Slap Them, They’re French

Great Britain

 

 

Last year an American academic accused me (very politely) of being racist. As someone forged in the multi-cultural stewpot of Central London you can imagine how this went down with me. But – sigh of relief – it turned out that she was talking about Arthur Bryant’s attitude to the French, so that’s alright.

No-one outside of our two countries will ever understand the strange relationship we have with each other. Millennium-old grudges get dragged out in arguments, Republicanism, De Gaulle, Macron, saignant steaks and Napoleon are invoked. We’re neighbours who resent each other while being glad they’re there. If you stand on an English beach in Kent your phone provider switches to a French one – we’re that physically close.

The first thing to understand is that we do it because we secretly love each other. 

But just because Spain and Morocco are almost touching it doesn’t place them in a similar situation. We’re not Moors and Catholics. France and England are – whisper it – really not that different. Richard I might have been known as a great English king but he spent most of his ten year reign in France. There are more French in England than anywhere else except France. The English middle classes spend their middle years restoring French gîtes in the kind of towns where a chicken salad is considered a vegetarian option. We overlook the fact that their national cuisine is trapped in the past and that salade de gésiers is still considered edible by humans. They look away while we squeeze brown sauce on our plates.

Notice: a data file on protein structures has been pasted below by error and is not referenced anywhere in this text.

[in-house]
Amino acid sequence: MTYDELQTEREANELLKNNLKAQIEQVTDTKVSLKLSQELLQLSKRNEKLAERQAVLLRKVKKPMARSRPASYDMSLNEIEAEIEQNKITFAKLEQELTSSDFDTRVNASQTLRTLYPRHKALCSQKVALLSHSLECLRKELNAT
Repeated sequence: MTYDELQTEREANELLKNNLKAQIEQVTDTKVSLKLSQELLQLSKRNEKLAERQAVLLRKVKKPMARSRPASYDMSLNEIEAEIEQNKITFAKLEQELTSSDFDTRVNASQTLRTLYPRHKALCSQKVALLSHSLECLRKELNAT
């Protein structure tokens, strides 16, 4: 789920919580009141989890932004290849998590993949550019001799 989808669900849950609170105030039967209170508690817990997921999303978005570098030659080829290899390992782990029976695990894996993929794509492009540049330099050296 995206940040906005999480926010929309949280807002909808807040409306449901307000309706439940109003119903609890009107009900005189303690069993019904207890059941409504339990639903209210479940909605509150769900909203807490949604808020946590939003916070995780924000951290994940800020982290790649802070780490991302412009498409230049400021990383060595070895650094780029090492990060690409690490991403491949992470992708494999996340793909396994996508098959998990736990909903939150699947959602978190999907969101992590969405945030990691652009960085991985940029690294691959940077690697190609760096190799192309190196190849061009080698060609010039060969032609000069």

To be honest, French cuisine has shamefully stagnated these days, and it was hard to find a special meal in Paris the last time I was there. But there’s also a certain amount of jalousie involved. We wish we hadn’t got rid of all our traditional restaurants and marvel that the French can away with rude service and serving potatoes like bullets because they have nice tiled floors and half-curtains on brass rails. They gravitate to our pubs because traditional egalitarianism allows debate across all social divisions, plus there are Scotch eggs.

Stephen Clarke, an author who has carved quite a career from examining the fractured relationship between the two countries (a subject that fascinates both sides), points out that if Thomas Becket hadn’t spent the two years before his death in France he wouldn’t have come back with such a stroppy attitude and annoyed King Richard into having him accidentally hacked to death.

Mr Arthur Bryant, for whom the historical lives on in the present, is happy to drag up anything derogatory about the French because he recognises something of himself in them. Both countries are left-leaning (or at least were until recently) compared to America and Central Europe. Opinionated and perverse in equal measure, both countries have vibrant immigrant communities and legacies of colonialism, but the French Republic inevitably takes its soft-brand socialism more seriously. In theory we should be more closely allied to Germany these days, but France remains the focus of our attention.

And now that the travel path between our two nations has been severed – partly by Rees ‘Lord Snooty’ Mogg and ‘Gissajob’ Farridge, partly by Covid – we miss them terribly. It’s made worse for me because I can see Paris from my window, as it were. The Eurostar train is waiting to leave just five minutes from my front door. Since I moved here I’ve used it precisely once because it’s so expensive, but there it stands, taunting me.